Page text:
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Morphological and molecular characteristics of four Sarcocystis spp. in Canadian moose (Alces alces), including Sarcocystis taeniata n. sp.

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Individual sarcocysts were isolated from fresh or alcohol-fixed muscle samples of two moose from Alberta, Canada, and examined by light (LM) and scanning electron microscopy (SEM) and molecular methods, comprising polymerase chain reaction (PCR) amplification and sequencing of the complete18S rRNA gene and the partial cytochrome c oxidase subunit I gene (cox1). By LM, four sarcocyst types were recognized, and the sequencing results showed that each type represented a distinct species, i.e. Sarcocystis alces, Sarcocystis alceslatrans, Sarcocystis ovalis and Sarcocystis taeniata n. sp. The finding of S. alceslatrans and S. ovalis has been reported briefly previously, but further details are provided here, including the ultrastructure of sarcoysts of S. alceslatrans as seen by SEM. The species S. alces was found for the first time in Canadian moose, whereas the finding of S. taeniata is the first record of this species in any host. The sarcocysts of S. taeniata were sac-like and about 1,000–1,100 × 60–80 μm in size. By LM, the cysts had a thin and smooth wall with no visible protrusions, whereas SEM revealed that the cyst surface had sparsely but regularly distributed, thin ribbon-like protrusions, about 2 μm long and 0.2 μm wide, lying flat against the surface and leaving most of the cyst surface naked. Similar protrusions have previously been reported from Sarcocystis grueneri in reindeer, which was found by sequence comparisons and phylogenetic analyses to be the species most closely related to S. taeniata. The phylogenetic analyses further suggested that S. taeniata, like S. alces and S. alceslatrans, use canids as definitive hosts, whereas corvid birds are known definitive hosts for S. ovalis. In contrast to the three other species found, S. taeniata displayed considerable intra-specific and intra-isolate sequence variation (substitutions, insertions/deletions) in certain regions of the 18S rRNA gene.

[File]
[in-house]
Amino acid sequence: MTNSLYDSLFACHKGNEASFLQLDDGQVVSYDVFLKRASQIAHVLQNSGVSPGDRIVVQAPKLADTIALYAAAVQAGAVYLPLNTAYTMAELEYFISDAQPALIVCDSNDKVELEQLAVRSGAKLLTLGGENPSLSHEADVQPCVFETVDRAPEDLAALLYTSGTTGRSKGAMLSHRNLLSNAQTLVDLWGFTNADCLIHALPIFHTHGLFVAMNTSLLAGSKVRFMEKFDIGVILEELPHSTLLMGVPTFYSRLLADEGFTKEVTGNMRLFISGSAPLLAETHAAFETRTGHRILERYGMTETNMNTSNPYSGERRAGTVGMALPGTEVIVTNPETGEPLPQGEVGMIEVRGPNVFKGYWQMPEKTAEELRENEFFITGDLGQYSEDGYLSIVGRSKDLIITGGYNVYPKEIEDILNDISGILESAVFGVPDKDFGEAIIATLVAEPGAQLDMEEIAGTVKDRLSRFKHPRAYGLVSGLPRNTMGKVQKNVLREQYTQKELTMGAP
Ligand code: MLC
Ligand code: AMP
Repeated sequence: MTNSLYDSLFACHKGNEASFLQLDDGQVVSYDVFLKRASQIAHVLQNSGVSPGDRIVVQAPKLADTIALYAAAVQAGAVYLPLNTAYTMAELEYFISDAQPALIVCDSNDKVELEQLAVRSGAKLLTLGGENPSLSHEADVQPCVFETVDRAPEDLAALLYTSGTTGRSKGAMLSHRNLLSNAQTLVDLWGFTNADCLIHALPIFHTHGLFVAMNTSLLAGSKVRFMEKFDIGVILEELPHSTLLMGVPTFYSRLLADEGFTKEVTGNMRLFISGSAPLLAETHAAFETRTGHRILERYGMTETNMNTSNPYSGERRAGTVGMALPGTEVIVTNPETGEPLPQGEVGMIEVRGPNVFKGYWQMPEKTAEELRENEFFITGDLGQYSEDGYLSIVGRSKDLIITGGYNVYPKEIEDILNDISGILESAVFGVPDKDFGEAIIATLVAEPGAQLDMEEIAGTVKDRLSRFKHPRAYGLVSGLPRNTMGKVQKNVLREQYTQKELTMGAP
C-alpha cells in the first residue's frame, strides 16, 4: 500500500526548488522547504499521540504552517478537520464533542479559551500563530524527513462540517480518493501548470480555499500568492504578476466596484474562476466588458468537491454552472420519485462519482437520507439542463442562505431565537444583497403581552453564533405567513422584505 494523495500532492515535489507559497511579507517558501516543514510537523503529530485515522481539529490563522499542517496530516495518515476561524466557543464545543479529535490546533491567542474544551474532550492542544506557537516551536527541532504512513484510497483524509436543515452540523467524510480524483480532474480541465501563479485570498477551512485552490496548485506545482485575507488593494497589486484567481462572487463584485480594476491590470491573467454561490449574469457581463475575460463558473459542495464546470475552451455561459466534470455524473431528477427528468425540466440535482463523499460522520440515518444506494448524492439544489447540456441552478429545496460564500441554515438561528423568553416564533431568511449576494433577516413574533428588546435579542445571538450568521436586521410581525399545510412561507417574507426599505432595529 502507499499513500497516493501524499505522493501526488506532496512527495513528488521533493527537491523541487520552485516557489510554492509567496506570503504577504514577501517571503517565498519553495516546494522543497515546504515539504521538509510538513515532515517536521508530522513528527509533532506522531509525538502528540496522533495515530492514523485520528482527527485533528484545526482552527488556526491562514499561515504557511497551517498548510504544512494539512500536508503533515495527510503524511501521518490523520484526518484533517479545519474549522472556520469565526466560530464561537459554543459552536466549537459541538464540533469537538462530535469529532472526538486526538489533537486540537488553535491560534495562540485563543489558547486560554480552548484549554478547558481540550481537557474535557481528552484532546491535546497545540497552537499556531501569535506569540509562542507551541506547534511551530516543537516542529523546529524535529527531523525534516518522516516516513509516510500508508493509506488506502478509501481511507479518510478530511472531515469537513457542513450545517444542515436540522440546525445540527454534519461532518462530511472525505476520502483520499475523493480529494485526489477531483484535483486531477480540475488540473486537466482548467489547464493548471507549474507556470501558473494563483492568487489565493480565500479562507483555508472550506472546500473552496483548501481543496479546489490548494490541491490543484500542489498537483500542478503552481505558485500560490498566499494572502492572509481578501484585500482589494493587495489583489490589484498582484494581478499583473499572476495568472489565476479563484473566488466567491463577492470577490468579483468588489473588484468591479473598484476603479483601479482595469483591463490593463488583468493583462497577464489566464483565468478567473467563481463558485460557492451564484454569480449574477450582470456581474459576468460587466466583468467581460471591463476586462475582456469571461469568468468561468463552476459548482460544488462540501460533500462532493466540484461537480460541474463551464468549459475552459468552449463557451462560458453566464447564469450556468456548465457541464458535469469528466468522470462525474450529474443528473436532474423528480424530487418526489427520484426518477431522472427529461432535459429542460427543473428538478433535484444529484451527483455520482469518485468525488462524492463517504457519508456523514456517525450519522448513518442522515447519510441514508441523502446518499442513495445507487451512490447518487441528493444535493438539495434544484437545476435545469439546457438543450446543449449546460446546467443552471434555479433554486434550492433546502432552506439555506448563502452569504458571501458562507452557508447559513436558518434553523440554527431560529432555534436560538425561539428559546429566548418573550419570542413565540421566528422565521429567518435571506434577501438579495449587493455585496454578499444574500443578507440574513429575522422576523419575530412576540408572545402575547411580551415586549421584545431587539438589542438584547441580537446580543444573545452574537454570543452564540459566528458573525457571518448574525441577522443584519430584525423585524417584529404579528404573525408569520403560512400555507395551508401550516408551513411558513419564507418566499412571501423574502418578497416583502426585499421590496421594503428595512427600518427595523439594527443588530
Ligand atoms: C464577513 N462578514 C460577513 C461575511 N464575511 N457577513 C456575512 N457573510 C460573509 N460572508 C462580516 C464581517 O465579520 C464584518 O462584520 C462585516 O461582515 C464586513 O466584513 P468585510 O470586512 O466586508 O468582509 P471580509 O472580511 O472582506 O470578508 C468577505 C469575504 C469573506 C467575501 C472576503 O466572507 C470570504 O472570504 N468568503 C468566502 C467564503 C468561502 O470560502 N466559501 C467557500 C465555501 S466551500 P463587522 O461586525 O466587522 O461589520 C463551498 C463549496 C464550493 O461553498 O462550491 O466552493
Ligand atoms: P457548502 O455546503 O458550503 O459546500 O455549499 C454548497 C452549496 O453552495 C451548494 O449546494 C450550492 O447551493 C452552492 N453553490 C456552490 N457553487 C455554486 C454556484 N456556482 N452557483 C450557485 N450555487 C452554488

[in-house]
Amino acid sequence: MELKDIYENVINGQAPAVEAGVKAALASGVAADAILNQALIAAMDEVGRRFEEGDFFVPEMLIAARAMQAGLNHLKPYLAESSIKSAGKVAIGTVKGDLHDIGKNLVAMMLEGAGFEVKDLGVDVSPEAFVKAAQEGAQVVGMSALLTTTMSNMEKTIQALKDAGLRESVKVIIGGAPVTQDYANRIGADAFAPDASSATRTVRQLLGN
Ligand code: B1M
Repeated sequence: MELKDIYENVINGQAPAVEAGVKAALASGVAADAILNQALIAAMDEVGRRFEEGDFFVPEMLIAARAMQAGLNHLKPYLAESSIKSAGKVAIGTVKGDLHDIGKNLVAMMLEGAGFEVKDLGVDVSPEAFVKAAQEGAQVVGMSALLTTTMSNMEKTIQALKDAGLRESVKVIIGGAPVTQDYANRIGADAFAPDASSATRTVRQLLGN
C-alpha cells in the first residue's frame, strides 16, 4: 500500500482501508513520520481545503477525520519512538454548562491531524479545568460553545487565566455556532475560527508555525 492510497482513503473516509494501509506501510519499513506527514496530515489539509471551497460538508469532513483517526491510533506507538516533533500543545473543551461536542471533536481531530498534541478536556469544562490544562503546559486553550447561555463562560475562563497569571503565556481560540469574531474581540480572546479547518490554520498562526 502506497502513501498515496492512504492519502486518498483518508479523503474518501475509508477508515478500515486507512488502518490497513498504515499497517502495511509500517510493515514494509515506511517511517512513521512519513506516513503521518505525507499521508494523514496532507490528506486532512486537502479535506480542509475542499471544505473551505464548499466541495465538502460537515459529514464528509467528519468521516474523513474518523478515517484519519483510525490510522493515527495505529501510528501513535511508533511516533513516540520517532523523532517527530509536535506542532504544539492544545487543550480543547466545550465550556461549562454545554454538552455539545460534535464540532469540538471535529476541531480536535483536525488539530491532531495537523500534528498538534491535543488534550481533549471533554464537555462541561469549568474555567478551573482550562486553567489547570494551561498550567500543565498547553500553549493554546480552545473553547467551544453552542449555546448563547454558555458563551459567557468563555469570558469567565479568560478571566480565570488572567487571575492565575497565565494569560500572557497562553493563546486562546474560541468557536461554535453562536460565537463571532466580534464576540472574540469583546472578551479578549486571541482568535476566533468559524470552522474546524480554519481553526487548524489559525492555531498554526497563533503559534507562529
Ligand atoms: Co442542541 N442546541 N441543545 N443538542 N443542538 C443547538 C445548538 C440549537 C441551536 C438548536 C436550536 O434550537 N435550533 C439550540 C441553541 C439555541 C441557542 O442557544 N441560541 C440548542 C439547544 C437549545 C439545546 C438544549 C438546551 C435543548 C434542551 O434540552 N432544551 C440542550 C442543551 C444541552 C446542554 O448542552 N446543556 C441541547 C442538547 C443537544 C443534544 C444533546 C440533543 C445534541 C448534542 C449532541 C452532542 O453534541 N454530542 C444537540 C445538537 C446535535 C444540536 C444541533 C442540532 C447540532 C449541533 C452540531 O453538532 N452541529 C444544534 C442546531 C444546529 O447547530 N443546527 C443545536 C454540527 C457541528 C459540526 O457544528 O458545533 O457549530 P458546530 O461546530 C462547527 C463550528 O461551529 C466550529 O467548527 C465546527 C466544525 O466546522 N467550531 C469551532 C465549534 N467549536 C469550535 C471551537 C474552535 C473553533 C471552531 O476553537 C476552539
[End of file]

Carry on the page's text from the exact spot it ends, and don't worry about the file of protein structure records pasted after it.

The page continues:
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The author would like to thank Doug Colwell and Dawn Gray, Agriculture and Agri-Food Canada, Lethbridge Research Centre, Lethbridge, Alberta, Canada, for kindly providing the muscle samples from moose used in this study. I would also like to thank Steinar Stølen at the University of Oslo, Department of Oral Biology, Faculty of Dentistry, for his skillful operation of the scanning electron microscope, and Shani Kidd, Department of Food Safety and Infection Biology, Norwegian School of Veterinary Science, for technical assistance with the cloning reactions.

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Correspondence to Bjørn Gjerde.

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Gjerde, B. Morphological and molecular characteristics of four Sarcocystis spp. in Canadian moose (Alces alces), including Sarcocystis taeniata n. sp.. Parasitol Res 113, 1591–1604 (2014). https://doi.org/10.1007/s00436-014-3806-z

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  • Moose
  • Alces alces
  • Canada
  • Scanning electron microscopy
  • 18S rRNA gene
  • Cytochrome c oxidase subunit I gene
  • Phylogeny
  • Sarcocystis alces
  • Sarcocystis alceslatrans
  • Sarcocystis ovalis
  • Sarcocystis taeniata